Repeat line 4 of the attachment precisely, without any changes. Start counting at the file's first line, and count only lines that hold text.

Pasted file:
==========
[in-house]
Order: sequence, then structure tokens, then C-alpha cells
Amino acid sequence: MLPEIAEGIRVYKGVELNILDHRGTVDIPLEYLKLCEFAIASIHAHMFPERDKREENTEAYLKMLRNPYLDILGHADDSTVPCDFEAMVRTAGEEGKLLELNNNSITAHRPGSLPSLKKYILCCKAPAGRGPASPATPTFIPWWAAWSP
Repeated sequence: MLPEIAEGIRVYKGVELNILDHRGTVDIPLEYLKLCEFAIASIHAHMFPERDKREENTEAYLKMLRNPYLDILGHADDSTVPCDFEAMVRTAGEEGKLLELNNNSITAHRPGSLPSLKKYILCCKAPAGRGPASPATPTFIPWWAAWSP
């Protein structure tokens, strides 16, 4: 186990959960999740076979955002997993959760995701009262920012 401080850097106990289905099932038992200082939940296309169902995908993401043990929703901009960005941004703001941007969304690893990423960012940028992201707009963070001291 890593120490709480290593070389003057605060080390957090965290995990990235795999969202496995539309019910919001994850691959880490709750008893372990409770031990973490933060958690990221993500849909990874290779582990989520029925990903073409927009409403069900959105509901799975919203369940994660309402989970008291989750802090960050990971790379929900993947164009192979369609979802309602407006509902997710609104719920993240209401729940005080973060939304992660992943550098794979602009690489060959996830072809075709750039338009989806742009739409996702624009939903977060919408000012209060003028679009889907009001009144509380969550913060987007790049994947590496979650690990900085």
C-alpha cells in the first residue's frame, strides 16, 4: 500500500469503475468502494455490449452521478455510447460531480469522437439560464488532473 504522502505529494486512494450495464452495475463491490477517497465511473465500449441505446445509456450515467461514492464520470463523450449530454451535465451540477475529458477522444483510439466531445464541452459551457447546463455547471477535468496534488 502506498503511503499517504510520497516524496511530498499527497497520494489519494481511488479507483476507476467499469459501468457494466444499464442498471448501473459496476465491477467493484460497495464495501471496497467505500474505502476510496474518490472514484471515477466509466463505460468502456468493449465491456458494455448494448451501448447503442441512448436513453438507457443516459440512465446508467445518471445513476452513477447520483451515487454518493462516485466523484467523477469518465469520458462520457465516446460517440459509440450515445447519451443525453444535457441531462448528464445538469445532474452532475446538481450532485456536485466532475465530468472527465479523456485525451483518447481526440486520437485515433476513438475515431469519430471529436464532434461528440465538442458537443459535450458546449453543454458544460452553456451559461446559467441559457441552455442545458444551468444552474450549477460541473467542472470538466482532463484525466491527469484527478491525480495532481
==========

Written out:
Repeated sequence: MLPEIAEGIRVYKGVELNILDHRGTVDIPLEYLKLCEFAIASIHAHMFPERDKREENTEAYLKMLRNPYLDILGHADDSTVPCDFEAMVRTAGEEGKLLELNNNSITAHRPGSLPSLKKYILCCKAPAGRGPASPATPTFIPWWAAWSP